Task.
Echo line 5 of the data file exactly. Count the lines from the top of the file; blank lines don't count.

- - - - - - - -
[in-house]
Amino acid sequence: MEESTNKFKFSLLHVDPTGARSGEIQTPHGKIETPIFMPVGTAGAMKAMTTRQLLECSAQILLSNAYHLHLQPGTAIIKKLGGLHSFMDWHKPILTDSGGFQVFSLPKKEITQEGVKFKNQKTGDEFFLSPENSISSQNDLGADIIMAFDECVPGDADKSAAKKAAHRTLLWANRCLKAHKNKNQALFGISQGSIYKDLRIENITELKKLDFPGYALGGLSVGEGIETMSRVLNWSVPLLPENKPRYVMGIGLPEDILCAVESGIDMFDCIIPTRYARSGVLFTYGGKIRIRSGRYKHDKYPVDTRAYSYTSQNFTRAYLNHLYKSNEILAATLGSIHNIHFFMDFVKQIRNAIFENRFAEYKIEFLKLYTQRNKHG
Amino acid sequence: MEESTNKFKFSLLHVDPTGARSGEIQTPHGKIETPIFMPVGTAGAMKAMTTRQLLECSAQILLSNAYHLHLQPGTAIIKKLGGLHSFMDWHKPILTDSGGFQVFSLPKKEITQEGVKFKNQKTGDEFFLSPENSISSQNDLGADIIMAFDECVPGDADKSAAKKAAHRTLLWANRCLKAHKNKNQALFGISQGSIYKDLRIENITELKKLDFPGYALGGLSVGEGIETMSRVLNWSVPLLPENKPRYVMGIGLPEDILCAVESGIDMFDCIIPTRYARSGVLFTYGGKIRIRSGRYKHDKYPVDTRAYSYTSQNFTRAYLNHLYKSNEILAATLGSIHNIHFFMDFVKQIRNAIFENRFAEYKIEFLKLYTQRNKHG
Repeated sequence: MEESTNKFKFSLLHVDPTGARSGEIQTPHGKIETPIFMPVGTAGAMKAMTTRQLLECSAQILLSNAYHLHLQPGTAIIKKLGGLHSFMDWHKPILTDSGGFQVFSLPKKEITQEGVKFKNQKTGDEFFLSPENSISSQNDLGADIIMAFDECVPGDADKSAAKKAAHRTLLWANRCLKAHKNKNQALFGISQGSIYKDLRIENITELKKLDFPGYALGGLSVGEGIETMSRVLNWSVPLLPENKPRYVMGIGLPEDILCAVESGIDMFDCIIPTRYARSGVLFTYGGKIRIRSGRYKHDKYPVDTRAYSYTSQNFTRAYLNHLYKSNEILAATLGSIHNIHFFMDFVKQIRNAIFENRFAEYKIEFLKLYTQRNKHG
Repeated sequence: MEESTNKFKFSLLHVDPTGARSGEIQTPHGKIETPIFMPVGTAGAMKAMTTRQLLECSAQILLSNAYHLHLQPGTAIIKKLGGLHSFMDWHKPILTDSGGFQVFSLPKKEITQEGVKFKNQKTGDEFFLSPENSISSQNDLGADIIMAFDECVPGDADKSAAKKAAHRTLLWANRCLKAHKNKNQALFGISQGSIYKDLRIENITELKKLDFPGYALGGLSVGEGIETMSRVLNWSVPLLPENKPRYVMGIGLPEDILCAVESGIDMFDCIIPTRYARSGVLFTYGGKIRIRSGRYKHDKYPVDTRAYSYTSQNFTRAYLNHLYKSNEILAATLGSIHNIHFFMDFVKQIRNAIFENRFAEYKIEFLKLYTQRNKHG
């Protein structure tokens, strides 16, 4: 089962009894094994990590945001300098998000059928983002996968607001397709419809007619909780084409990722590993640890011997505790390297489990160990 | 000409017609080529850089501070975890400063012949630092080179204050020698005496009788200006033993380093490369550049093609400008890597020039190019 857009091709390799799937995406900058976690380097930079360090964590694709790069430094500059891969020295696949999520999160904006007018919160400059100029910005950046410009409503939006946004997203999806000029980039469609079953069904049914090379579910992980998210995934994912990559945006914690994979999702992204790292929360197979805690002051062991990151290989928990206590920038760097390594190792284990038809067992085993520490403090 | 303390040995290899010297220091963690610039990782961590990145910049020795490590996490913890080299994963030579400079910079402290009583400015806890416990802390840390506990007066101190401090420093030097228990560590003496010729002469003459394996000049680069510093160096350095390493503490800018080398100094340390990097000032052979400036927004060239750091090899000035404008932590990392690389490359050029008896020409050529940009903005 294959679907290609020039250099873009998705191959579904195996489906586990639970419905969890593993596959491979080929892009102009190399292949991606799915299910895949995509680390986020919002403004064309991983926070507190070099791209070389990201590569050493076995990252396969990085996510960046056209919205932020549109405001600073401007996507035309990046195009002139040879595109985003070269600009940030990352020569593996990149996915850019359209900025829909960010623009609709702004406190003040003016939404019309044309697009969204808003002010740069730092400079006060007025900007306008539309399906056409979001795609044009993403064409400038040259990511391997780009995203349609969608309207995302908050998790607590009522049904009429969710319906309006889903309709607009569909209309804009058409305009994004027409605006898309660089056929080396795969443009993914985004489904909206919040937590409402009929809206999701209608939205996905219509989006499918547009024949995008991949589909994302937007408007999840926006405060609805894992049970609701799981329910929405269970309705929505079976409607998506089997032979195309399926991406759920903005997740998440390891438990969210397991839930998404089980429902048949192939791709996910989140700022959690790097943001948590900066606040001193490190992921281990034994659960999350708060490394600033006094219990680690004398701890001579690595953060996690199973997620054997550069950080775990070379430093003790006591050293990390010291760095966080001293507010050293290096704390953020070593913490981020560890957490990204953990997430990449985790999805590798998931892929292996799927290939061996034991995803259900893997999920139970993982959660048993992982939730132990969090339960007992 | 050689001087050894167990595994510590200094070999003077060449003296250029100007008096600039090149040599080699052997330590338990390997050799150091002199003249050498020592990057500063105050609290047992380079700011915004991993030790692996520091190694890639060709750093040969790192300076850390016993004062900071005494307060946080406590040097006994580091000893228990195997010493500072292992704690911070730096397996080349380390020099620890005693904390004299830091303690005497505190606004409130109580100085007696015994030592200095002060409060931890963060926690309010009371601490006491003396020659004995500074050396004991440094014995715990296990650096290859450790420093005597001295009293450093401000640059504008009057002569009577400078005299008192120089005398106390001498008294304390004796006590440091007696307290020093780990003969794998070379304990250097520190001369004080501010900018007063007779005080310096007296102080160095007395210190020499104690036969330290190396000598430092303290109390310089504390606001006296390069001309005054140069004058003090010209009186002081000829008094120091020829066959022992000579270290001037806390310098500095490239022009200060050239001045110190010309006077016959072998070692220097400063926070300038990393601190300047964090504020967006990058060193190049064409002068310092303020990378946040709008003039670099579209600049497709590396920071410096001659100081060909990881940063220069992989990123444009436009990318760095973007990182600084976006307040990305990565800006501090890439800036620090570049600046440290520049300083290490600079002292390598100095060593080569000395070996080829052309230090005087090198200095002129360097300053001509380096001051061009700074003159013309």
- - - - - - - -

Repeated sequence: MEESTNKFKFSLLHVDPTGARSGEIQTPHGKIETPIFMPVGTAGAMKAMTTRQLLECSAQILLSNAYHLHLQPGTAIIKKLGGLHSFMDWHKPILTDSGGFQVFSLPKKEITQEGVKFKNQKTGDEFFLSPENSISSQNDLGADIIMAFDECVPGDADKSAAKKAAHRTLLWANRCLKAHKNKNQALFGISQGSIYKDLRIENITELKKLDFPGYALGGLSVGEGIETMSRVLNWSVPLLPENKPRYVMGIGLPEDILCAVESGIDMFDCIIPTRYARSGVLFTYGGKIRIRSGRYKHDKYPVDTRAYSYTSQNFTRAYLNHLYKSNEILAATLGSIHNIHFFMDFVKQIRNAIFENRFAEYKIEFLKLYTQRNKHG